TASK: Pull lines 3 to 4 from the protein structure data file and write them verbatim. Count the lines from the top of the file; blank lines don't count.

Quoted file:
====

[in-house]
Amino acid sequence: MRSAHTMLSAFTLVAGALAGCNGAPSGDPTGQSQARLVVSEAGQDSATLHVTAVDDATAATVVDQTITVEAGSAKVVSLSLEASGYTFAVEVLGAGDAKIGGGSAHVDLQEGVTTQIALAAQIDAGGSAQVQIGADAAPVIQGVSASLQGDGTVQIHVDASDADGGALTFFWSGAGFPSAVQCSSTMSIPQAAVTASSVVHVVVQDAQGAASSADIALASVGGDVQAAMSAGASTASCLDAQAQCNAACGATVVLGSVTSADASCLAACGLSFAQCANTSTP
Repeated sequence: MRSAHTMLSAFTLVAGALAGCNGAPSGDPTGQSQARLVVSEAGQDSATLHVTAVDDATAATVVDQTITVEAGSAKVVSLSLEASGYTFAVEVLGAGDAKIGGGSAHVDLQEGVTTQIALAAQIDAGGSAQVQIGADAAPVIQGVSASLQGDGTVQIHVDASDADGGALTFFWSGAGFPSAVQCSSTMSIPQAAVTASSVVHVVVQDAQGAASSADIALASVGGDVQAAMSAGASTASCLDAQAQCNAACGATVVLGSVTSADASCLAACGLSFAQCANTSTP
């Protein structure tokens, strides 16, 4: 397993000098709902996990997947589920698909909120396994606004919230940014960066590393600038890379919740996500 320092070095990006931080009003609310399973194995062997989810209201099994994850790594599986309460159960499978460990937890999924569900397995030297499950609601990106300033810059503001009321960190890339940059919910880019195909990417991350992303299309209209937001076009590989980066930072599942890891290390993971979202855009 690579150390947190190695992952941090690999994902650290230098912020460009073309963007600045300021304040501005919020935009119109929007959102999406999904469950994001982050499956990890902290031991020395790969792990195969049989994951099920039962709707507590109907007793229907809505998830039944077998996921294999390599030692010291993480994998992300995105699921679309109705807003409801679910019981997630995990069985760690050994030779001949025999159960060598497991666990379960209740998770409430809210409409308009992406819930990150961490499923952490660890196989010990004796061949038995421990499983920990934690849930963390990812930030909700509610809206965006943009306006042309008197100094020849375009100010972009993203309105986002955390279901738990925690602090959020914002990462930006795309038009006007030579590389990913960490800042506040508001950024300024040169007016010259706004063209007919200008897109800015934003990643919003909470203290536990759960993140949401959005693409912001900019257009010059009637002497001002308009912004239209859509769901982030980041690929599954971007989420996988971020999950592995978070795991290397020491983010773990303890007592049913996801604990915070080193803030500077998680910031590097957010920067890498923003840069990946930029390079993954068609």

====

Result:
Repeated sequence: MRSAHTMLSAFTLVAGALAGCNGAPSGDPTGQSQARLVVSEAGQDSATLHVTAVDDATAATVVDQTITVEAGSAKVVSLSLEASGYTFAVEVLGAGDAKIGGGSAHVDLQEGVTTQIALAAQIDAGGSAQVQIGADAAPVIQGVSASLQGDGTVQIHVDASDADGGALTFFWSGAGFPSAVQCSSTMSIPQAAVTASSVVHVVVQDAQGAASSADIALASVGGDVQAAMSAGASTASCLDAQAQCNAACGATVVLGSVTSADASCLAACGLSFAQCANTSTP
């Protein structure tokens, strides 16, 4: 397993000098709902996990997947589920698909909120396994606004919230940014960066590393600038890379919740996500 320092070095990006931080009003609310399973194995062997989810209201099994994850790594599986309460159960499978460990937890999924569900397995030297499950609601990106300033810059503001009321960190890339940059919910880019195909990417991350992303299309209209937001076009590989980066930072599942890891290390993971979202855009 690579150390947190190695992952941090690999994902650290230098912020460009073309963007600045300021304040501005919020935009119109929007959102999406999904469950994001982050499956990890902290031991020395790969792990195969049989994951099920039962709707507590109907007793229907809505998830039944077998996921294999390599030692010291993480994998992300995105699921679309109705807003409801679910019981997630995990069985760690050994030779001949025999159960060598497991666990379960209740998770409430809210409409308009992406819930990150961490499923952490660890196989010990004796061949038995421990499983920990934690849930963390990812930030909700509610809206965006943009306006042309008197100094020849375009100010972009993203309105986002955390279901738990925690602090959020914002990462930006795309038009006007030579590389990913960490800042506040508001950024300024040169007016010259706004063209007919200008897109800015934003990643919003909470203290536990759960993140949401959005693409912001900019257009010059009637002497001002308009912004239209859509769901982030980041690929599954971007989420996988971020999950592995978070795991290397020491983010773990303890007592049913996801604990915070080193803030500077998680910031590097957010920067890498923003840069990946930029390079993954068609």